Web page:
I was at Defrag 2008 yesterday and it was a wonderful, refreshing experience. A diverse group of Web 2.0 veterans and newcomers came together to accelerate the “Aha!” moment in today’s online world. The conference was very well organized and there were interesting conversations on and off the stage.
The key observation was that individuals, groups and organizations are struggling to discover, assemble, organize, act on, and gather feedback from data. Data itself is growing and fragmenting at an exponential pace. We as individuals feel overwhelmed by the slew of data (messages, emails, news, posts) in the microcosm, and we as organizations feel overwhelmed in the macrocosm.
The very real danger is that an individual or organization’s feeling of being constantly overwhelmed could result in the reduction of their “Aha!” moments – our resources will be so focused on merely keeping pace with new information that we won’t have the time or energy to connect the dots.
The goal then is to find tools and best practices to enable the “Aha!” moments – to connect the dots even as information piles up on our fingertips.
My thought going into the conference was that we need to understand what causes these “Aha!” moments. If we understand the cause, we can accelerate the “Aha!” even at scale.
Earlier this year, Janet Rae-Dupree published an insightful piece in the International Herald Tribune on Reassessing the Aha! Moment. Her thesis is that creativity and innovation – “Aha! Moments” – do not come in flashes of pure brilliance. Rather, innovation is a slow process of accretion, building small insight upon interesting fact upon tried-and-true process.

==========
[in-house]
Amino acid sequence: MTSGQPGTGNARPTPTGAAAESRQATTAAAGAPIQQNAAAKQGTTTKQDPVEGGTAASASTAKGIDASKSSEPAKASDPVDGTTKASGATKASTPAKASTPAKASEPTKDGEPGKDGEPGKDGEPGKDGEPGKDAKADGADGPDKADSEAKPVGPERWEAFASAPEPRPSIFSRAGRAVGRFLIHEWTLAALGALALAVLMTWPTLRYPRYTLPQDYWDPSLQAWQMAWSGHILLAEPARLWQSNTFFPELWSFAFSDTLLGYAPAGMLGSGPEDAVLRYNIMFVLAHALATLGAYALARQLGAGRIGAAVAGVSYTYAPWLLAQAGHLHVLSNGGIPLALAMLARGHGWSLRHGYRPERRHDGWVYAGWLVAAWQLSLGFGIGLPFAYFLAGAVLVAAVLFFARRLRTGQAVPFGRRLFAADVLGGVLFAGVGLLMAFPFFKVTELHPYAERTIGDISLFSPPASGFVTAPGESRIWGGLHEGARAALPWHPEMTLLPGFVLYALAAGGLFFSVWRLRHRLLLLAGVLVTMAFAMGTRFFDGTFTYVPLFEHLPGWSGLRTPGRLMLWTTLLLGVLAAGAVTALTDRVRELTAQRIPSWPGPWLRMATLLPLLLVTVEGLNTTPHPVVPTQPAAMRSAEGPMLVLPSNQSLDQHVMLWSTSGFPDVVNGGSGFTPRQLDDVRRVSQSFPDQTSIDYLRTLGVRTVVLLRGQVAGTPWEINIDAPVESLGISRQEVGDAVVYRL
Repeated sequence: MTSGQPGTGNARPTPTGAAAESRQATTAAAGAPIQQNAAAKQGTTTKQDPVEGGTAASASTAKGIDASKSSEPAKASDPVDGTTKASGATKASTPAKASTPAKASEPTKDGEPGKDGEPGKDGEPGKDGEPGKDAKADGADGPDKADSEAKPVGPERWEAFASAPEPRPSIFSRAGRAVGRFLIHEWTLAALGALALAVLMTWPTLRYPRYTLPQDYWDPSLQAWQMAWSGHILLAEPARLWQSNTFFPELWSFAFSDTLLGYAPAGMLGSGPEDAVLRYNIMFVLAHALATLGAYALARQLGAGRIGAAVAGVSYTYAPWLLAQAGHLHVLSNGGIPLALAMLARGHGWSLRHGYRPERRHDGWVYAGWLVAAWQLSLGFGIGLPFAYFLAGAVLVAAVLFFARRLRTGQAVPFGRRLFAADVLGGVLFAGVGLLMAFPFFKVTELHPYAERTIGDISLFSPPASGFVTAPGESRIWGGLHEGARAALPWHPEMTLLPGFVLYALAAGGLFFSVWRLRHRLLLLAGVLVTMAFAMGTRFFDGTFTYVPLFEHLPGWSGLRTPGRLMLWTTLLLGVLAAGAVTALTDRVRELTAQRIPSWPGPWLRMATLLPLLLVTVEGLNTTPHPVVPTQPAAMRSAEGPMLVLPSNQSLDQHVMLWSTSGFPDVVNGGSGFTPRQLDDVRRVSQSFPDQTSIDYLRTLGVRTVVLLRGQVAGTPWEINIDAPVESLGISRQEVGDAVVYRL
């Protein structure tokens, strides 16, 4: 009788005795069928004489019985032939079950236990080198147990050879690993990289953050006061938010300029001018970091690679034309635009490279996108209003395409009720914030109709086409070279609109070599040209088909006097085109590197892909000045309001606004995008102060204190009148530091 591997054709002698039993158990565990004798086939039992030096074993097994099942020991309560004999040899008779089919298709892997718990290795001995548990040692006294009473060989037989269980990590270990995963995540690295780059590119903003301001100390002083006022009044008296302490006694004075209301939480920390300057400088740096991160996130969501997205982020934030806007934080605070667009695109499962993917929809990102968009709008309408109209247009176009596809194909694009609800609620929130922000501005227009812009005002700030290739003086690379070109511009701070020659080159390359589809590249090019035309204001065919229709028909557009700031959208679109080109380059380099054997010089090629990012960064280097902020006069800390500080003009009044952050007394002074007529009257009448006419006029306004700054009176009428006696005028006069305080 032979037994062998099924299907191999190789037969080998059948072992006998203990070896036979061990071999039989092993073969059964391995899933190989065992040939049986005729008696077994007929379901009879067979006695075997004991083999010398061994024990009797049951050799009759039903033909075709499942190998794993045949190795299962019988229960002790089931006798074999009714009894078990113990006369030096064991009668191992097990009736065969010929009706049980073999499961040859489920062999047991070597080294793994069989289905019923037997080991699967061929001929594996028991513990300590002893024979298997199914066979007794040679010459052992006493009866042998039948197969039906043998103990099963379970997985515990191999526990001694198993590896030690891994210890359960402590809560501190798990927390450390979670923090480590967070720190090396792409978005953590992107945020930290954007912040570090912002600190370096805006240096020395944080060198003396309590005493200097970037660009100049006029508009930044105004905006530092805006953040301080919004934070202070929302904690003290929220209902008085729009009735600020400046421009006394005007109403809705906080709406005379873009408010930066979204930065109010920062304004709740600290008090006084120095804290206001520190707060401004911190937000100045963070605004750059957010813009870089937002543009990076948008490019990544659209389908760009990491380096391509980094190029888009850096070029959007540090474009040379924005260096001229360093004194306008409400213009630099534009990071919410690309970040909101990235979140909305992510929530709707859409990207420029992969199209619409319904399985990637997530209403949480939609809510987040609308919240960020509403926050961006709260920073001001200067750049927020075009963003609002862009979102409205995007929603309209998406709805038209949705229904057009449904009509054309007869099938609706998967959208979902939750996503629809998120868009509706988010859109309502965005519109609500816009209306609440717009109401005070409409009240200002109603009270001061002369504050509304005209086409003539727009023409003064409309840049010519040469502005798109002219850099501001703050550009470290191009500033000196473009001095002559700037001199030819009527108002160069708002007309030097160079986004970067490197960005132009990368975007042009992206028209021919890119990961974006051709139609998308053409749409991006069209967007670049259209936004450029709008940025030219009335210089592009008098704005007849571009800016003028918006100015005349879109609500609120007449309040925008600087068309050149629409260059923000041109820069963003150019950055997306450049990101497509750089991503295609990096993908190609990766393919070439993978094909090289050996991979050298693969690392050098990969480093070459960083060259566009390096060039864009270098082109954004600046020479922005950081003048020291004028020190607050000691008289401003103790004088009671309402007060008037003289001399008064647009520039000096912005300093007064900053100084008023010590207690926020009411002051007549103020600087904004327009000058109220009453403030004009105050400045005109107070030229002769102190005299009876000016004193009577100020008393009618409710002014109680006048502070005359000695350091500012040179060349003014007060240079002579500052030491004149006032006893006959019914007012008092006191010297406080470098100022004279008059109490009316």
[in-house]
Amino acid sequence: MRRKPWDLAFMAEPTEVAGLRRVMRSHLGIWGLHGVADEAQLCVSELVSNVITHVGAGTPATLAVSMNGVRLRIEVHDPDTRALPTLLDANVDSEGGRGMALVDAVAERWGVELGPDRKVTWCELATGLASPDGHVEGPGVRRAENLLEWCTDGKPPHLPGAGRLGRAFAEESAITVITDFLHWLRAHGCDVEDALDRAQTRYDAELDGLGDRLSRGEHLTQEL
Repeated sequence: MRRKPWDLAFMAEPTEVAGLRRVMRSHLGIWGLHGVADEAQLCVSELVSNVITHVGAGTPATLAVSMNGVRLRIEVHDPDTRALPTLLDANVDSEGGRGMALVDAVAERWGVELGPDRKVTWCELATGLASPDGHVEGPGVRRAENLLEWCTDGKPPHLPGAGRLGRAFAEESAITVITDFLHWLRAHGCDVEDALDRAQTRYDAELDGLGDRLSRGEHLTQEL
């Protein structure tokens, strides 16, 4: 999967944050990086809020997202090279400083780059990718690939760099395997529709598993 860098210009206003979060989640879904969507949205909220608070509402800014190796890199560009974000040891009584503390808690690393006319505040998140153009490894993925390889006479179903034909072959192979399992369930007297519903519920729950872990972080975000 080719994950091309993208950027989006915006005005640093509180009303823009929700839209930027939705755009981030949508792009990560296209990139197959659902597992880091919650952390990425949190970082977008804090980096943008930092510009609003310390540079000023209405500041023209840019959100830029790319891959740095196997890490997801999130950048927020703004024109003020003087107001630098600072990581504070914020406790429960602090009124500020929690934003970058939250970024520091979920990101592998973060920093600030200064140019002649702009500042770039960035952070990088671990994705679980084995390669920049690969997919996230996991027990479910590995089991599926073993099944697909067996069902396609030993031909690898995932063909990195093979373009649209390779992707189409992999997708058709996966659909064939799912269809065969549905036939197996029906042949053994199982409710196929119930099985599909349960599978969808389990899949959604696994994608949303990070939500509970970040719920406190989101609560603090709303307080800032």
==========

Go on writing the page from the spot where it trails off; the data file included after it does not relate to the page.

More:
Building on this thesis, I focused my talk on using frontline data warehousing as an infrastructure piece that allows organizations to collect, store, analyze and act on market events. The incremental fresh data loads in a frontline data warehouse add up over time to build a stable historical context. At the same time, applications can contrast fresh data with historical data to build the small contrasts gradually until the contrasts become meaningful to act upon.
I’d love to hear back from you on how massive data can accelerate, rather than impede, the “Aha!” moment.